TIB #6: How effort-based goal-setting helps achieve lasting change
We fail many goals we set because we are too focussed on the end result and not enough on the process required to achieve that goal. Setting a goal that focusses on an outcome, is difficult to achieve because we rarely have control over all the variables involved.
Weather, pandemic, health, are all variables that we can not fully control and therefore can easily derail our efforts to achieve a specific outcome. Outcome based goals implicitly create a pass/fail result on the finish line: You either achieve the goal, or you don’t. You win or you loose.
Additionally, our inner critic can be quick to frame any outcome negatively. If you achieved your goal, it was not challenging enough. If you did not achieve your goal, you are a failure.
Lets look at setting goals around input instead. Commit to putting in a specific effort in order to achieve the desired outcome.
The goal of sustainable change, is to move away from the situation you are now in. It does not necessarily predict where you will end up. Therefore, setting an effort based goal will help you move away from where you are now.
If you want to live a healthier life, setting a lower target weight is not very meaningful. The reason behind setting a lower target weight goal, is for you to start making healthy choices in your life. But once you achieve said weight target, you do not want to resume your old behaviour and gain weight again.
So, an effort based goal is much more meaningful. What effort will you commit to in order to move away from your current situation.
“I will go on a 30 minute walk every day of the week”
“I will drink my coffee black”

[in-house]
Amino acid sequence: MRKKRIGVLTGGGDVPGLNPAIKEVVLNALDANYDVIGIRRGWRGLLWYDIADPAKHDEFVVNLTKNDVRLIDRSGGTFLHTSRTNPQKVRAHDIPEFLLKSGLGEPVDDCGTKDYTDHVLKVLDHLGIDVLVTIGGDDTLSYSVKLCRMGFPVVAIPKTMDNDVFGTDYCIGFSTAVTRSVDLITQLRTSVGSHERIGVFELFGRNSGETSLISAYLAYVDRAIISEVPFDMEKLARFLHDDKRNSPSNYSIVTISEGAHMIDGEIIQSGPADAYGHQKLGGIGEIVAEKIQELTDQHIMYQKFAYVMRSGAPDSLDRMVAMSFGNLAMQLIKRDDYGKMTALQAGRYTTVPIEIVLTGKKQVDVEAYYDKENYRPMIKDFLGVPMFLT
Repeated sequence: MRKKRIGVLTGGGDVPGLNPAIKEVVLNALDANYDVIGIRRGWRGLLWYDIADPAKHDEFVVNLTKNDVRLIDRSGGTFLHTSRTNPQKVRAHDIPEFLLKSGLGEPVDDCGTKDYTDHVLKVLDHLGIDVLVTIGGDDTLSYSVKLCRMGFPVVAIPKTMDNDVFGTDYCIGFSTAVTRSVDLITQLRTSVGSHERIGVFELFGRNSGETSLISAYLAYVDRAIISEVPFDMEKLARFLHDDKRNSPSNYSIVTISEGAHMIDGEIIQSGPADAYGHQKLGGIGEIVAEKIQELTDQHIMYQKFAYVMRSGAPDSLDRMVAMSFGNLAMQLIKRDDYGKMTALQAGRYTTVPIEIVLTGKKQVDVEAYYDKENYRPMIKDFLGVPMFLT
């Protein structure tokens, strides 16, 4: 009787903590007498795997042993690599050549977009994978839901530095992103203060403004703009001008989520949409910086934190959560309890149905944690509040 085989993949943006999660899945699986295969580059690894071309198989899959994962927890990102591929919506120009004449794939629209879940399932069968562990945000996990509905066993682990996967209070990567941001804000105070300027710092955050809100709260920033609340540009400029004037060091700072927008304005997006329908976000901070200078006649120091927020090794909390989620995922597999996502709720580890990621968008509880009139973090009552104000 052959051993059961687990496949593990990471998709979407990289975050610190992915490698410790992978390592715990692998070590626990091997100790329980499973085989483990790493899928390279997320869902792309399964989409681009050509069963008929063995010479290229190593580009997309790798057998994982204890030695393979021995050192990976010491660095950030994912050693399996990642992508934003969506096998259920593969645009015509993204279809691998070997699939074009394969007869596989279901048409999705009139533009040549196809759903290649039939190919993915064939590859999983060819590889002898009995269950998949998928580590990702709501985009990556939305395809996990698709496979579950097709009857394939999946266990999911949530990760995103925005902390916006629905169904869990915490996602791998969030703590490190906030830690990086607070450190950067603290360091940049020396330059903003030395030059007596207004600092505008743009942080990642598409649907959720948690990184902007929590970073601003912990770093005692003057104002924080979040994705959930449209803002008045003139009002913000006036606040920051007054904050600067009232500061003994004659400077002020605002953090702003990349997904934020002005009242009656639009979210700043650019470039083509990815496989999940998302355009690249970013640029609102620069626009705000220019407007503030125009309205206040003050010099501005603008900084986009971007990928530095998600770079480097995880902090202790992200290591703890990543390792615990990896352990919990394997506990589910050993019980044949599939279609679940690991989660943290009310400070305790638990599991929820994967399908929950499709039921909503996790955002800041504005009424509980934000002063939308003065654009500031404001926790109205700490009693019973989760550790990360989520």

“Oh and I will skip the chololate chip cookie”
These are all efforts you can commit to. They are under your control and will lead to a healthier life. Note that “being healthy” is a neverending target. Sure, there will eventually be a time where you stop losing weight and maybe even gain some as you bulk up. But you are still being healthy.
Say, you want to increase the number of people signing up for your newsletter. An output based goal would be: “Get 1000 new subscribers”. An input based goal would be “Publish a blog post twice week,”.
The effort based goal will not exactly predict an outcome at a given moment in the future, but it does aid your process and helps prioritise your actions.
No. Not at all. But, use them wisely. We’ll look into outcome based goals in another post.
For now, see if you can find an effort based goal to stick to and start small. So don’t commit to running a marathon three times a week if you try to move away from living unhealthy. Commit to putting on your walking shoes 3 times a week and walk around the block.
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